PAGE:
We had to go. I had to bring my farewells to an end, my time was up. In less that 72 hours I would be thousands of miles away, we’d be thousand miles apart. This farewell was final, we wont be seeing each other for a very, very long time. On second thoughts, I wouldn’t see a lot things for a very long time. My house, my school mates, the friendly faces that lived on the other-side of our fences, all of it would take a step back from the next few chapters of my life.
My father spoke of this move before, apart from the hypothetical reality that lived in the conversation between me and my three brothers, it was only an idea. This idea had finally become a reality, my family was moving over to the United Kingdom, to the fruitful planes of sunny England. It was all exciting for us, of course it was. We would be stepping into a glorious new world. Our spirits had acquired some vigour in the days leading up to the move. Each one of us, excited, fidgety, running away with this sweeping anticipation. We’d play as we normally did, running around the large yard, exercising our active imaginations. There was tree climbing, play fighting and the mandatory wrestle with our family pet to entertain us. A boisterous bundle of loyalty that dog was, dancing amongst our excitement. He had a knack for seizing any chance to partake in our merriment. “Jungle will love it there!” I thought to myself one day. I froze and examined the thought, letting reality wash over the statement “Jungle .. love it … there?”. Never has a more solemn realization hurtled down onto my joy, it shattered my ecstasy. I knew Jungle wouldn’t love it there, because jungle wasn’t going there.
At the age of six my family relocated. We moved from Zambians capital, Lusaka, to a town called Kitwe. We moved into a spacious house, with a very roomy yard, plenty of lawn space and a variety of trees accenting it, mango, guava, avocado, oranges, lemon … heaven. Its hard to forget the backdrop to so many of my childhood memories.
This is where we were introduced, Me and Jungle met for the very first time at that house. Jungle, a peculiar name I know, named as a pup before we met him, we embraced it. The charismatic canine won us over with his vivacious thirst for adventure, the glare of optimism in his eyes and the bounce in his step. As soon as he touched down he was off, wasting no time in exploring. He scurried around the yard, marking his territory, fighting against the fencing’s edges, hoping to manufacture a new exit, generally growing intimate with his new digs.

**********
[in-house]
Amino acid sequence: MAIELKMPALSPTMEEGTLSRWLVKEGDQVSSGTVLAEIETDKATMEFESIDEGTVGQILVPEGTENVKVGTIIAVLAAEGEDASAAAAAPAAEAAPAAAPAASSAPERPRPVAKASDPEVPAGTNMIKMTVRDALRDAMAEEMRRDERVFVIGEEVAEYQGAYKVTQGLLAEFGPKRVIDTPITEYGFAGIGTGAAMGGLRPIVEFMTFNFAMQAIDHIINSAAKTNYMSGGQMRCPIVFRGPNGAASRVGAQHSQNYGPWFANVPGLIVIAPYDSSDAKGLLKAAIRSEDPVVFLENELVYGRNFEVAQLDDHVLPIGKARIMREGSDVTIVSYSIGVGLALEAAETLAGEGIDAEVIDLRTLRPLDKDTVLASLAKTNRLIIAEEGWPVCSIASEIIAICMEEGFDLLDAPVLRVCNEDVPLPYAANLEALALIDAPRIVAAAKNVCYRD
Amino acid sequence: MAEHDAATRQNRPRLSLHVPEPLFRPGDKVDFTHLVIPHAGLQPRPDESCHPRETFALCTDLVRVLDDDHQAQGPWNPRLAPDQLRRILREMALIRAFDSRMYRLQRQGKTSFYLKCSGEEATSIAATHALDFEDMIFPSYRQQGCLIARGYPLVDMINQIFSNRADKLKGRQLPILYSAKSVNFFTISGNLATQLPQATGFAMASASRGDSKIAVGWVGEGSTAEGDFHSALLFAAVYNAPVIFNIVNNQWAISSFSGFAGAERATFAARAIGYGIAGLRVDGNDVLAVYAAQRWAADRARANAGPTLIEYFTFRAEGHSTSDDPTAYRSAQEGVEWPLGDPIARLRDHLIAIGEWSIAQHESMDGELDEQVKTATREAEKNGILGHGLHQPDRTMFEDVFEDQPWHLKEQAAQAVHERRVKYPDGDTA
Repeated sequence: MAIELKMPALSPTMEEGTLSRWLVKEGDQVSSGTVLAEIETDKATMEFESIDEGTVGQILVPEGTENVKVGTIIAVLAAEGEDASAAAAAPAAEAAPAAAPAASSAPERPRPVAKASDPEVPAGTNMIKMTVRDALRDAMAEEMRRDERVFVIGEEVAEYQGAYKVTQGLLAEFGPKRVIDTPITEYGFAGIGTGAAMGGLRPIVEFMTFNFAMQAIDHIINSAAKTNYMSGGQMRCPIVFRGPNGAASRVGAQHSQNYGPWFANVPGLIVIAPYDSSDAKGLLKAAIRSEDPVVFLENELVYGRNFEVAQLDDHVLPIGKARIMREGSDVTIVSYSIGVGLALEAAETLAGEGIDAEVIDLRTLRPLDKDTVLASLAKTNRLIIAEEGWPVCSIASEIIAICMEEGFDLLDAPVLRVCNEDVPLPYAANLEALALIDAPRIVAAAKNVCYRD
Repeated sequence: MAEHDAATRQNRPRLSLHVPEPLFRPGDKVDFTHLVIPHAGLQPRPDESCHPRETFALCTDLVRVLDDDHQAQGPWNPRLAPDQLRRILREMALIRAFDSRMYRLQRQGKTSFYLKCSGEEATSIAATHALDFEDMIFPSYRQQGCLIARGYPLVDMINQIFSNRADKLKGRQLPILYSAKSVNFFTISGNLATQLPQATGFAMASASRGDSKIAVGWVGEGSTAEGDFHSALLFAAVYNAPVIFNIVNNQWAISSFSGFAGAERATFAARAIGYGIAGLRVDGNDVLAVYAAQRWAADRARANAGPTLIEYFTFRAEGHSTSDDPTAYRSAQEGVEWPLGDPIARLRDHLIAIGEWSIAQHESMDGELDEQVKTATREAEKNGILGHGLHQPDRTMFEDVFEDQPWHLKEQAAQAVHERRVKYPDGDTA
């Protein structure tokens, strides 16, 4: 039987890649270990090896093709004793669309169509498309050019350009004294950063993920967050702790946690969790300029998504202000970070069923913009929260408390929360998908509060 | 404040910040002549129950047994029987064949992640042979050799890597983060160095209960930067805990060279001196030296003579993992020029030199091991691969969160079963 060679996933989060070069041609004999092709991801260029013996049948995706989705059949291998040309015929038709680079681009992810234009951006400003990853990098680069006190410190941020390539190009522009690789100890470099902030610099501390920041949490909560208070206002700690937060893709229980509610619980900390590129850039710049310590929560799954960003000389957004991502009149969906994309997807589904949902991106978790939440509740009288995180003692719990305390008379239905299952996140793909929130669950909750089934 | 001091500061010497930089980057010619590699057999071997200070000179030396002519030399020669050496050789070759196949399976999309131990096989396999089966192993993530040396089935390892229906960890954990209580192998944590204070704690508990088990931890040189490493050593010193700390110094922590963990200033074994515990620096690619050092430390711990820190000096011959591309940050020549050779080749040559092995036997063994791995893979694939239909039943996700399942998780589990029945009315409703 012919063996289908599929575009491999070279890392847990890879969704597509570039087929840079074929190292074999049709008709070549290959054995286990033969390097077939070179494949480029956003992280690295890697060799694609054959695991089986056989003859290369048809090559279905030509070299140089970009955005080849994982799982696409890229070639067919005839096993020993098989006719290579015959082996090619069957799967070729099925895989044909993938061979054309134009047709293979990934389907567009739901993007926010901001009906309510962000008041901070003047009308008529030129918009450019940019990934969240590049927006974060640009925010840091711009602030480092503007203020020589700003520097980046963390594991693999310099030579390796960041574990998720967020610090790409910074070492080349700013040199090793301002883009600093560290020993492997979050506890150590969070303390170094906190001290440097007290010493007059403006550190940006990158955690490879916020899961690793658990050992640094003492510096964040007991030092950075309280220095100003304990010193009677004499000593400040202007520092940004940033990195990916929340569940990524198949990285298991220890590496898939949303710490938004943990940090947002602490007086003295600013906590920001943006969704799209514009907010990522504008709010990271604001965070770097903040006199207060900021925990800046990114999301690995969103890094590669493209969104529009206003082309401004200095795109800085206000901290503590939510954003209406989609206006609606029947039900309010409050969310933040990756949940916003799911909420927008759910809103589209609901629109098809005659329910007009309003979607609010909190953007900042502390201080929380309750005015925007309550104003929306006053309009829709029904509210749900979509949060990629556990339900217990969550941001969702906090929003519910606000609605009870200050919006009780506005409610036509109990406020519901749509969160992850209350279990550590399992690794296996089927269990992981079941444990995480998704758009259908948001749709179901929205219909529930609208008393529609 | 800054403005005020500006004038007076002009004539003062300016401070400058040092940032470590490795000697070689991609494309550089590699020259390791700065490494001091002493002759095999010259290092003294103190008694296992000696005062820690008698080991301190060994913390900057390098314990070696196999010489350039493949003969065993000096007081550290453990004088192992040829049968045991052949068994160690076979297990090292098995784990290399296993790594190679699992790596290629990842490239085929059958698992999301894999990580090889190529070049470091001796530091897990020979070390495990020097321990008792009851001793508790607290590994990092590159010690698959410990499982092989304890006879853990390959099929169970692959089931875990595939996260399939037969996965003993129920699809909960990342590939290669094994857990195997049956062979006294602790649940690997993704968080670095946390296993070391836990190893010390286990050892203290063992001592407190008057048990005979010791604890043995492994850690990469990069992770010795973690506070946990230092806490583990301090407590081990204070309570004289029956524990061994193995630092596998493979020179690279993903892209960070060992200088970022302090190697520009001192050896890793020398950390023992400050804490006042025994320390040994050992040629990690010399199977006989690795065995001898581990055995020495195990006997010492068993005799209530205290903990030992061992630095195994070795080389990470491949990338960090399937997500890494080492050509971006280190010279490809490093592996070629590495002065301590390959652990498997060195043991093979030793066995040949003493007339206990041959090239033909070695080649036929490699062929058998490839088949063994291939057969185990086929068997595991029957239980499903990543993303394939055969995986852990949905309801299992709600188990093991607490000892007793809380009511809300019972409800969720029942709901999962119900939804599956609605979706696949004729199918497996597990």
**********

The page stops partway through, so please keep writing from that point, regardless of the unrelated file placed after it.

I was a boy, he was a pup. He was filled with affection and excitement, the contagious cheer was instinctively reciprocated. In Zambia, our dogs slept outside. This made every morning a heartfelt reunion. Waking up to this excited beast, starry eyed with his tail high, wagging wildly. The weekends were the best, we welcomed his hugs of excitement, even encouraged the Ecstasy. School days were a formal affair, we had to pacify these morning greetings, exercising caution and reining in the thoughts of play. his excitement had a way of ruining our school uniforms, stray fur and paw prints were a sure way to guarantee a scolding.
Every moment spent apart was brought to an end with a heart melting reception. I still feel his wet nose dotting my hands, his wagging tail beating against my legs as he circled me in a frenzy. The 10 second walk to the door was extended by jovial ceremony. I welcomed the paw prints and those mischievous stray strands of fur that lingered long after each embrace has ended. He had his own way of looking, with his eyes, he would trace me up and down almost to say “long time no see, look how much you’ve grown”, a reception akin to family you haven’t seen in years. Regardless of how the day went, good or bad, I was always guaranteed one thing, one thing to augment merriment or sweep any sadness from the frame. Whether it be running under the beating afternoon suns gaze or simply sat on the veranda, evading the rains stampede, he filled each moment with loyalty, comfort and companionship.
Since meeting him, I cannot remember a milestone in my life in which he was truant. The passing of my grandfather was a particularly emotional event for me, even then, I remember the role he played in piecing me back together. He was my best friend, we grew up together. I saw him mature from a pup to the dog I last remember, and he saw me grow too, from losing my baby teeth to learning to read.
Now imagine the scene of our final farewell, imagine looking your best friend in the eye, knowing you will never see him again, knowing he has no idea that, this is it. Imagine knowing that those goodbyes that appeased even the blues days were resigned to living solely as memories. As that kennel door shut close a chapter of my life, those dark eyes of his peered at me protest. His solemn whimpers, and the chatter of his paws as he paced frantically cannot, will not, be forgotten.
His memory will never fade. I know I will never call his name and see that stampede of love rushing at me again, I know I will never feel the warmth of him, when the air is cold, or when the smile on my face has frosted and tapered down. The whimpers and paws scratching at the door, calling me out, to teach me how to appreciate another day will now only reverberate in memory. He taught selfless love, loyalty and seizing happiness in everyday.
I lost Jungle in the Summer of 2003. I refuse to ask where he is now. That, my heart cannot bare, I will revel in blissful ignorance. My best friend is alive in my memories. It would take a thousand lifetimes to stifle that light. I’m in England now, Jungle loves it.